After trip back through the tunnel, we passed a rommelmarkt, kind of like a flea market/giant yard sale. There was someone selling beer glasses--lots of beer glasses. It was quite a Belgian thing.
After lunch, we visited the Museum Plantin-Moreus, the preserved estate of Christophe Plantin (pronounced plahn-TAN) , an influential 16th-century printer who lived in Antwerp.
The museum had preserved the look of a 1500s mansion, full of Flemish tapestries and beautifully carved heavy wooden furniture. It showed the type of place a very well-off merchant at this time period had.
Christophe Plantin was a French printer and bookmaker who moved to Antwerp and started his trade. At the time period, books were just becoming a big deal because with the invention of the printing press, books no longer had to be written one-at-a-time by monks. This made them marginally more common, and allowed printers like Plantin to get very rich.
In this museum were thousands of books Plantin had printed--mostly bibles and books relating to religion. Below is a book with chants for mass:
And an old bible, printed in Latin, as was the custom:
These books were printed with removable type-- something pretty impressive. Thousands of lead pieces (called "sorts") with every character imaginable were lined up--by hand-- to create the books' words.
The workers would ink the letters, and press them onto the paper using these presses.
This museum actually held the world's oldest surviving printing press:
Maybe it was just because I was in journalism and got interested in typefaces, but this boggled my mind: you know the font "Garamond," that you can still find in Microsoft Word today? All seven sets of the original typefaces--the typefaces that Garamond himself made-- are at this museum. I know it's nerdy, but I found that pretty impressive.
And to look around at the books in the shelves and think that they contained thoughts and information from 500 years ago-- that was also pretty incredible.
One of the things where this idea was really evident was looking at the maps. You can see how Brussels was laid out in the 16th-century-- the Grand Place is right in the center, and many of the streets around it look the same today.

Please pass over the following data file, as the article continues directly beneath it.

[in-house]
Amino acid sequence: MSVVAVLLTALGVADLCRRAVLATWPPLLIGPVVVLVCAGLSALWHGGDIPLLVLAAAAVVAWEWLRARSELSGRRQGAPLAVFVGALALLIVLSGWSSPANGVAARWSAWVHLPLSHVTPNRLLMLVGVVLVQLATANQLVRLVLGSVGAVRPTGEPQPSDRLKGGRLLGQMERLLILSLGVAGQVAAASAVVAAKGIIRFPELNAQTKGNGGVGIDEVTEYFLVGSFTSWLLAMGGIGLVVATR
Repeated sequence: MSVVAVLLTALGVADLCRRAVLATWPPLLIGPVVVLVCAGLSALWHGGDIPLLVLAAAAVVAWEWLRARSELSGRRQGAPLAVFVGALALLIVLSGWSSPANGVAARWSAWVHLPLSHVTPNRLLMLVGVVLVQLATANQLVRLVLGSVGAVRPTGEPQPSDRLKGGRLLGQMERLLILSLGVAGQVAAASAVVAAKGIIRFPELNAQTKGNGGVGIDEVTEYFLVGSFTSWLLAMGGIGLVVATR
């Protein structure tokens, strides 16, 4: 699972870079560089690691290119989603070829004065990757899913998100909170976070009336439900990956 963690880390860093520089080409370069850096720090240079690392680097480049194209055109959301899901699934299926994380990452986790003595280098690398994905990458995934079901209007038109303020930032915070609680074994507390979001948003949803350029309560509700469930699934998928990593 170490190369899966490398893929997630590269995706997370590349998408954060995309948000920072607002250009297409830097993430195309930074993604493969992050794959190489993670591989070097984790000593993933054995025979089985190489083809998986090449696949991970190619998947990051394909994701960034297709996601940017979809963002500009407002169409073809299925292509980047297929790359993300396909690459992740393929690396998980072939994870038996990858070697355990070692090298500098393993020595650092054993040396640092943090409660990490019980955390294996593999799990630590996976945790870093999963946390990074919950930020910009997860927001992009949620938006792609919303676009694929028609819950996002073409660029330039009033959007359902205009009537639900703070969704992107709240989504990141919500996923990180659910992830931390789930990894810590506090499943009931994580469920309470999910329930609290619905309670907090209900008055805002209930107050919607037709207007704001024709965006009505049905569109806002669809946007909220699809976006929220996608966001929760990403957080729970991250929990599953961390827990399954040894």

Also incredible was to look at the globe:
It really showed how people here in Europe in the 1500s viewed the world. In the display case, the globe was tilted the wrong way (which resulted in a somewhat blurry picture), but the representation you can see below is what people in Europe knew of North America:
The strangely-formed country is what we know now as the United States and Canada.
After a long time at that museum, we headed back onto the streets of Antwerp. We passed some pretty impressive architecture:
Another thing that Antwerp is known for is its diamond trade. Each day, billions of dollars worth of diamonds are traded in the 1-kilometer-square "diamond district" in Antwerp. It amounts for about 7 percent of Belgium's GDP.
As it got dark, we took a quick look into the some of the windows:
And these weren't even the best-- it was too late for us to go all the way inside the district--most of the stores were already closed. I'll check it out another day....
Finally, right before we left, we went to one of the two Starbucks in the country of Belgium. While I normally campaign against Starbucks in the U.S., this was the only place I've seen where I can get a cup of American-style drip coffee. It was a little bit of nostalgie.
I ordered a very large coffee and felt the effects of the caffiene the entire ride home. Buzzzzzzzzzzz....